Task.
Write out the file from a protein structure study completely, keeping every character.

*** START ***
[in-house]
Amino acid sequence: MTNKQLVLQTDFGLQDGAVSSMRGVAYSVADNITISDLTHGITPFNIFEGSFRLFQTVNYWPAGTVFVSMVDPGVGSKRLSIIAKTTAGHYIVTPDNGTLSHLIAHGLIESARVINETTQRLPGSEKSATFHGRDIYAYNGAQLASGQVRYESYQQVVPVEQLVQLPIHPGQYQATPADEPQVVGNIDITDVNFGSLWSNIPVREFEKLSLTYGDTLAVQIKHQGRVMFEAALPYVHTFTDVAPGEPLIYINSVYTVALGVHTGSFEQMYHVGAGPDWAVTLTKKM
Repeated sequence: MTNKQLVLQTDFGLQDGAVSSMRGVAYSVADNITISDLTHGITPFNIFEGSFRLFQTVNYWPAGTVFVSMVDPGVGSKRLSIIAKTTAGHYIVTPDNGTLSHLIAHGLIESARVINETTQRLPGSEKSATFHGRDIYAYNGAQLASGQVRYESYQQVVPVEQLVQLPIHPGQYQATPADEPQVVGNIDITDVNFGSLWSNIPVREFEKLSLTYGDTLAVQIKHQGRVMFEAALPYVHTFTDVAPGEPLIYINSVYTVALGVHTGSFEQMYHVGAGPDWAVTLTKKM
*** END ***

[in-house]
Amino acid sequence: MTNKQLVLQTDFGLQDGAVSSMRGVAYSVADNITISDLTHGITPFNIFEGSFRLFQTVNYWPAGTVFVSMVDPGVGSKRLSIIAKTTAGHYIVTPDNGTLSHLIAHGLIESARVINETTQRLPGSEKSATFHGRDIYAYNGAQLASGQVRYESYQQVVPVEQLVQLPIHPGQYQATPADEPQVVGNIDITDVNFGSLWSNIPVREFEKLSLTYGDTLAVQIKHQGRVMFEAALPYVHTFTDVAPGEPLIYINSVYTVALGVHTGSFEQMYHVGAGPDWAVTLTKKM
Repeated sequence: MTNKQLVLQTDFGLQDGAVSSMRGVAYSVADNITISDLTHGITPFNIFEGSFRLFQTVNYWPAGTVFVSMVDPGVGSKRLSIIAKTTAGHYIVTPDNGTLSHLIAHGLIESARVINETTQRLPGSEKSATFHGRDIYAYNGAQLASGQVRYESYQQVVPVEQLVQLPIHPGQYQATPADEPQVVGNIDITDVNFGSLWSNIPVREFEKLSLTYGDTLAVQIKHQGRVMFEAALPYVHTFTDVAPGEPLIYINSVYTVALGVHTGSFEQMYHVGAGPDWAVTLTKKM